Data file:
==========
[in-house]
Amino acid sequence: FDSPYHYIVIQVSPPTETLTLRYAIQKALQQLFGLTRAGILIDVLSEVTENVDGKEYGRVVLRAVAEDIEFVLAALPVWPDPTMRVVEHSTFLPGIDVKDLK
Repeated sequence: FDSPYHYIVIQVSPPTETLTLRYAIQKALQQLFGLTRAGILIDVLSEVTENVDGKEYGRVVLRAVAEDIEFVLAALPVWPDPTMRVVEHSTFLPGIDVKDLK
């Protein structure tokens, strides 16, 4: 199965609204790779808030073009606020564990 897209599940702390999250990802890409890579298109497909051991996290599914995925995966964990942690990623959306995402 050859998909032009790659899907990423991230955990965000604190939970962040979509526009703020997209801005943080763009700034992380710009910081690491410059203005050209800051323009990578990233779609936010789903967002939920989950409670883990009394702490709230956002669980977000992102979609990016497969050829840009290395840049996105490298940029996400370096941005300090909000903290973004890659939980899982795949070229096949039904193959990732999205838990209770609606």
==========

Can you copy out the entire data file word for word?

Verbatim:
[in-house]
Amino acid sequence: FDSPYHYIVIQVSPPTETLTLRYAIQKALQQLFGLTRAGILIDVLSEVTENVDGKEYGRVVLRAVAEDIEFVLAALPVWPDPTMRVVEHSTFLPGIDVKDLK
Repeated sequence: FDSPYHYIVIQVSPPTETLTLRYAIQKALQQLFGLTRAGILIDVLSEVTENVDGKEYGRVVLRAVAEDIEFVLAALPVWPDPTMRVVEHSTFLPGIDVKDLK
């Protein structure tokens, strides 16, 4: 199965609204790779808030073009606020564990 897209599940702390999250990802890409890579298109497909051991996290599914995925995966964990942690990623959306995402 050859998909032009790659899907990423991230955990965000604190939970962040979509526009703020997209801005943080763009700034992380710009910081690491410059203005050209800051323009990578990233779609936010789903967002939920989950409670883990009394702490709230956002669980977000992102979609990016497969050829840009290395840049996105490298940029996400370096941005300090909000903290973004890659939980899982795949070229096949039904193959990732999205838990209770609606």